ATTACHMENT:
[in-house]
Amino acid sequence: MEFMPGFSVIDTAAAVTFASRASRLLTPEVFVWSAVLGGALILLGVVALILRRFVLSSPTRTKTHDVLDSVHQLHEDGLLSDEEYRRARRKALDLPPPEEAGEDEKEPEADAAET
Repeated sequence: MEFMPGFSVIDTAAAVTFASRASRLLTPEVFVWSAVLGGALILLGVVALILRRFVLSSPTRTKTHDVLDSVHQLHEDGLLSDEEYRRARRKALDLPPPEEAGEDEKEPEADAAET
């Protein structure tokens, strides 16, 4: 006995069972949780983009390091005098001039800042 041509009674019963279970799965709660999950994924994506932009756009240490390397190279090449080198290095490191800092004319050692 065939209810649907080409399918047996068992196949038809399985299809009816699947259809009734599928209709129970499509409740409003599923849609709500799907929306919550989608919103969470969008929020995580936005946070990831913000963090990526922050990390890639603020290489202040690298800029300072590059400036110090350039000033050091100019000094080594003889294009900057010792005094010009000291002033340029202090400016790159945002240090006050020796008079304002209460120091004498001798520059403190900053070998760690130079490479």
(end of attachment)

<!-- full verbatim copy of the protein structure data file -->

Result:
[in-house]
Amino acid sequence: MEFMPGFSVIDTAAAVTFASRASRLLTPEVFVWSAVLGGALILLGVVALILRRFVLSSPTRTKTHDVLDSVHQLHEDGLLSDEEYRRARRKALDLPPPEEAGEDEKEPEADAAET
Repeated sequence: MEFMPGFSVIDTAAAVTFASRASRLLTPEVFVWSAVLGGALILLGVVALILRRFVLSSPTRTKTHDVLDSVHQLHEDGLLSDEEYRRARRKALDLPPPEEAGEDEKEPEADAAET
């Protein structure tokens, strides 16, 4: 006995069972949780983009390091005098001039800042 041509009674019963279970799965709660999950994924994506932009756009240490390397190279090449080198290095490191800092004319050692 065939209810649907080409399918047996068992196949038809399985299809009816699947259809009734599928209709129970499509409740409003599923849609709500799907929306919550989608919103969470969008929020995580936005946070990831913000963090990526922050990390890639603020290489202040690298800029300072590059400036110090350039000033050091100019000094080594003889294009900057010792005094010009000291002033340029202090400016790159945002240090006050020796008079304002209460120091004498001798520059403190900053070998760690130079490479």